There’s nothing quite so satisfying as snatching a few hours of the day from your fellow travellers and locals. Getting up before the dawn cracks open like an egg, spilling its golden goodness into the sea is a special moment, usually rewarded with unspoilt sand and the sound of waves whispering their morning mantra to the land’s keeping.
But in Vietnam the sun rises at 5.20 and the locals even before that. So when I mounted the final sand dune this morning, hoping to claim my winners prize, my bleary eyes refused to confirm what my ears had long been hearing – throngs of people in various stages of animated activity. The joggers, the swimmers, the soccer players, the crab hunters, the old women cemented in cold sand keeping watch over their children and grandchildren. It’s a colourful scene with an equally colourful sporty soundtrack overlaid with yelps of excitement and laughter, usually led by the kids in their bright lifejackets. Every small scene is recognisable in actions if not understandable in words.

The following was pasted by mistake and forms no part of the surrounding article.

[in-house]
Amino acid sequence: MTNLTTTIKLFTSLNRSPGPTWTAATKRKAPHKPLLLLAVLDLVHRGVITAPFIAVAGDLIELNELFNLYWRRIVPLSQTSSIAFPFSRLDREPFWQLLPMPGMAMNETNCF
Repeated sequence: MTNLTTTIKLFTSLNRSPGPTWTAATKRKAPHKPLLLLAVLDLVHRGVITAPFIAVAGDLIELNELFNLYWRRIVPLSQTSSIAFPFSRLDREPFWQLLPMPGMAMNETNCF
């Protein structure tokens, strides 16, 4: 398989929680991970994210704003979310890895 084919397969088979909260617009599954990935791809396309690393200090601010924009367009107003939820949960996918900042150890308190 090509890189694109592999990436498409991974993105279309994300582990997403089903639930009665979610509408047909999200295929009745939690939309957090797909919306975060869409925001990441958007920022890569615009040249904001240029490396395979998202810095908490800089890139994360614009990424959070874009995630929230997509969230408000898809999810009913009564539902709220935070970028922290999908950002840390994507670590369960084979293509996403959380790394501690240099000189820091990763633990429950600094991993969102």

By 6.30am it’s all over. The beach abandoned to the sun worshipers and holidaymakers. The locals know to avoid the sun, which moves from red to yellow to white light faster than a traffic light change, which in these parts is either 18 or 26 seconds. I know because they actually have a countdown clock on their traffic lights, which has made for many a new year’s countdown “3, 2, 1” as I cycle by with few seconds to spare me from becoming a statistical inevitability. So if you miss the early edition, the good news is that the omnibus takes place every evening between 5.30-7pm, with more floating toys and mobile food stalls to offer enough variety for those who take in the double bill.
pic: an bang beach, hoi an